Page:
Author Topic: Ethical Question About Finding Illegitimacy  (Read 880 times)

Offline ladyk

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Ethical Question About Finding Illegitimacy
« on: Thursday 12 November 20 12:47 GMT (UK) »
Hi all - I have a friend who I got to talking with about family history. I have some ancestors with his surname, I'll say it's Handley, and both families are of English origin, so I asked him if I could build out his tree and see if I could find a common ancestor. He agreed and I did that.

I didn't find common ancestors, so I set it aside and we sort of lost touch for about 2-3 years after that. We recently re-connected and I pulled up his tree again. This time I noticed that his grandmother, we'll call her Celia Bellows, was only 15 when she had his father (in 1931) and she was unmarried at the time. She married three yrs later. Her son has her husband's name, Handley.

I thought it was unlikely that she had an illegitimate child, then married the father three yrs later. I suspected that Mr Handley adopted her son, or else they just changed his name to Handley. I launched a search for Handley Jr's birth record, this is my friend's father, let's say his name is Jonah Handley. Nothing came up under that name in the city where he was born. However, I did find a child born 1931 named Jonah Bellows, and Bellows was the mother's maiden name. Unfortunately it was just a birth index record, so it didn't give month and day of birth or any parents' names. But, if Jonah Handley had been born that year as well, it would have been right there in that same birth index and it wasn't.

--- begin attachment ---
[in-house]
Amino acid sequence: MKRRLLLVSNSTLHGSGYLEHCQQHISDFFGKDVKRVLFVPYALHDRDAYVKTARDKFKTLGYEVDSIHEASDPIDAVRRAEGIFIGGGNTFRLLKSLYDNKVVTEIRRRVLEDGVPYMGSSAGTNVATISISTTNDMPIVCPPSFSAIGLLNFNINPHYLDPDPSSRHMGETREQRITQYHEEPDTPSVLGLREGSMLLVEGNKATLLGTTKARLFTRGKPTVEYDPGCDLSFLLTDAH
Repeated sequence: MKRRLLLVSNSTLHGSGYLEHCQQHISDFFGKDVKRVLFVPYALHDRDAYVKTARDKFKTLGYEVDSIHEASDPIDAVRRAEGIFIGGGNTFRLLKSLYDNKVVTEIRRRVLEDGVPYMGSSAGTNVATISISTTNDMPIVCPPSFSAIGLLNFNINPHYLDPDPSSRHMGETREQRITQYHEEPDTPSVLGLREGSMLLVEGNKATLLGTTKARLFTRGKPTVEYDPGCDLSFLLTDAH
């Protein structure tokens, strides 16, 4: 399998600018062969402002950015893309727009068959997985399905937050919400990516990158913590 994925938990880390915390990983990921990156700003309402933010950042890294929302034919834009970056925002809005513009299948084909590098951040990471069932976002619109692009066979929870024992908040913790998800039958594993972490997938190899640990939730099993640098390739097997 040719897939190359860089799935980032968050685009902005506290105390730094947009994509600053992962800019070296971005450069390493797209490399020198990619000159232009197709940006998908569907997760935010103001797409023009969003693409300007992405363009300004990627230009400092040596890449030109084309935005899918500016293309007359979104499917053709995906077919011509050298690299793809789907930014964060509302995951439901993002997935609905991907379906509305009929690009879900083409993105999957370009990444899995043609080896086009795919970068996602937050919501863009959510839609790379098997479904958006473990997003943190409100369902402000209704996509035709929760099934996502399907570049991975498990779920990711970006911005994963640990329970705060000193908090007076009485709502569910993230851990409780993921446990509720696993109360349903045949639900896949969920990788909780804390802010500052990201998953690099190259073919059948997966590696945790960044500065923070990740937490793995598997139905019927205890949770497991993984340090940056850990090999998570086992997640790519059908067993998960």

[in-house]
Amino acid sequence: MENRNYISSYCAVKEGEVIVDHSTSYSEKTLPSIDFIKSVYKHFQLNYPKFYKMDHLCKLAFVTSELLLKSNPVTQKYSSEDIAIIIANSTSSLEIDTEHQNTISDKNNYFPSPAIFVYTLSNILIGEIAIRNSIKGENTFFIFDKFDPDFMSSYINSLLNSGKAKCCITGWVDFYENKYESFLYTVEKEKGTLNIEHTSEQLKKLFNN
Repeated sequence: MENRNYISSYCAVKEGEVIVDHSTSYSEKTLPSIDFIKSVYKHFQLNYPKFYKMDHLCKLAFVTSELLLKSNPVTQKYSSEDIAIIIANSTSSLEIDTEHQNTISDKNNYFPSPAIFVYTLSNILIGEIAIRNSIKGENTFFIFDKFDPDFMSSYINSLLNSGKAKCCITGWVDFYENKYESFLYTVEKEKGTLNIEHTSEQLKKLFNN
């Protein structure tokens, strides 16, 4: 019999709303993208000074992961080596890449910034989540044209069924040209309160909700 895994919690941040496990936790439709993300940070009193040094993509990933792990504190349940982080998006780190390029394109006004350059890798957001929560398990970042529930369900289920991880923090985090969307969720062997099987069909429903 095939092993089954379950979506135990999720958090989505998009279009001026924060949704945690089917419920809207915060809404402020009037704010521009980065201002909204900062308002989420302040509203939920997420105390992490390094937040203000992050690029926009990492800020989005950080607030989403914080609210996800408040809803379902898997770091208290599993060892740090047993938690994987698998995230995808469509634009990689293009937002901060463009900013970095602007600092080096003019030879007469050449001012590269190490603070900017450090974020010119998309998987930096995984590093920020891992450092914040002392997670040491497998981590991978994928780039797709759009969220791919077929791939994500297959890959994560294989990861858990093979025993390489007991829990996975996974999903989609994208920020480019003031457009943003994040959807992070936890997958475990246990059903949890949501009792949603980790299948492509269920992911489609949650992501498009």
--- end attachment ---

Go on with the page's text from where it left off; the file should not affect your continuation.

I picked the name Jonah because it is an unusual name, and the name of my friend's Dad is also fairly uncommon. On a whim, I wondered if she had named her son's first name after the bio Dad. I did a search for anyone named Jonah, age within 5 yrs of the Mom's birth year, who lived in that city in 1930. I found one Jonah Timms, born same year as the Mom and living only about a mile from her home location in the 1930 census. Could this be the bio Dad?

I have not said anything to my friend about this. I wasn't sure if he knew about his grandmother having his Dad out of wedlock at age 15 or not, so I didn't mention it. Just today we were talking and he said "well, you know, I'm half English on the Handley side". So, he believes he's a bio Handley, which he may be, if the man his grandmother Bellows married was the father of the child she had three yrs prior. I just find that unlikely. He may be a Timms!